The best laid plans of mice and men. That’s the old saying, the implication that they rarely turn out the way as intended. In a sense, that can sum up Ryan Shazier’s season. Or even more specifically, his role as the team’s signal caller on defense this season.
In a one-on-one with Steelers.com’s Missi Matthews, Shazier explains that during camp, coaches gave him the sense he would be the one getting the playcall and setting the defense. Of course, he wound up missing four games with a shoulder injury and part of another after a concussion. Still, he was able to retain that role when healthy and active, one that he takes pride in.
“It’s just my calling. I kind of did it at Ohio State and the coaches felt like it was time for me to do it right now. I feel like I have a big mouth and a lot of guys that talk a lot play linebacker so I feel like it’s a great position. It’s just making me realize you really gotta focus in, you gotta really understand your game more. Understand everybody is counting on you. And honestly, I like that type of approach. I like everyone having my back because I’m going to have everybody’s back when I’m out there.”
When he returned from his four game absence, his ability to be available, to practice most days, get the reps in, helped him understand the game better and fully take over that role. It also helped remind Shazier of the importance of practice.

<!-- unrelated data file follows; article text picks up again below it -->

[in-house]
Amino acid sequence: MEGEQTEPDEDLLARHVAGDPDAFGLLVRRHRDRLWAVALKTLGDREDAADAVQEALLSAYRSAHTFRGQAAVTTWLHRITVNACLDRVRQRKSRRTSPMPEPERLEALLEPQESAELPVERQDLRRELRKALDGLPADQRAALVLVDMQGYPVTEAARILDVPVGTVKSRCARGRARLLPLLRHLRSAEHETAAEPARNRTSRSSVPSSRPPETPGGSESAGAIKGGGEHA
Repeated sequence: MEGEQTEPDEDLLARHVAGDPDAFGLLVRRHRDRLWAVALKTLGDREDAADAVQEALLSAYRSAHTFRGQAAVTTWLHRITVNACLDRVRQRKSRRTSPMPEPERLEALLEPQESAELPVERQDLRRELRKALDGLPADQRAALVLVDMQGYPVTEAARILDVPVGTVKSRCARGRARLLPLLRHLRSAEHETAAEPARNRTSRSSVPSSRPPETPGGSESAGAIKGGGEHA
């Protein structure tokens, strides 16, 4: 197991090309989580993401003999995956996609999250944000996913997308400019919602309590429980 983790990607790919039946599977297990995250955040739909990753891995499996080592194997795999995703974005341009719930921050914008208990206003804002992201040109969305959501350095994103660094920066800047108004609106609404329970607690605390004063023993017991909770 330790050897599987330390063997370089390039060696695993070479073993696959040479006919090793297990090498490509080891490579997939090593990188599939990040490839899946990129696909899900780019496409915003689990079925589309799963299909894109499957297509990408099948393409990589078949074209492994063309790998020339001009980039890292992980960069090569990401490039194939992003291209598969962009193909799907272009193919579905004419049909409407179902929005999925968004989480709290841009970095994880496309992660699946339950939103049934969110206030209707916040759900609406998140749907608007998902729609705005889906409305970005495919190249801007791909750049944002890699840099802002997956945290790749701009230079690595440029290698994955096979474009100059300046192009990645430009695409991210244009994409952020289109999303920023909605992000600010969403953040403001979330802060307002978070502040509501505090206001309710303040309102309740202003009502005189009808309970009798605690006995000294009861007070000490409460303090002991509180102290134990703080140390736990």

“At first, I’m not saying I was a big advocate of ‘I don’t need practice, I’m a Sunday player,’ but honestly the more I have been practicing and really focusing in and noticing that each play counts and every repetition really helps out a lot. It really made a big difference at the end of the year.”
He finished the 2015 regular season with 87 total tackles, 3.5 sacks, 2 forced fumbles, and a pick. There were games where he was arguably the best player on the field – Week 2 against San Francisco and the Wild Card win in Cincinnati will immediately jump into fans’ minds.
Having those reps is crucial for his progress and something Mike Tomlin has alluded to almost every time he’s been asked to evaluate the soon-to-be third year linebacker. There’s no secret or surprise; his play correlates with the ability to practice. When he’s held out, his performance has suffered, and Shazier admitted he didn’t play up to his standard the few following weeks after returning from his shoulder injury.
Largely speaking, the fact coaches were itching to put him in that role and eventually did with positive results speaks to his football IQ and work ethic. The talent, the desire, has never been the question. Just the health and consistency.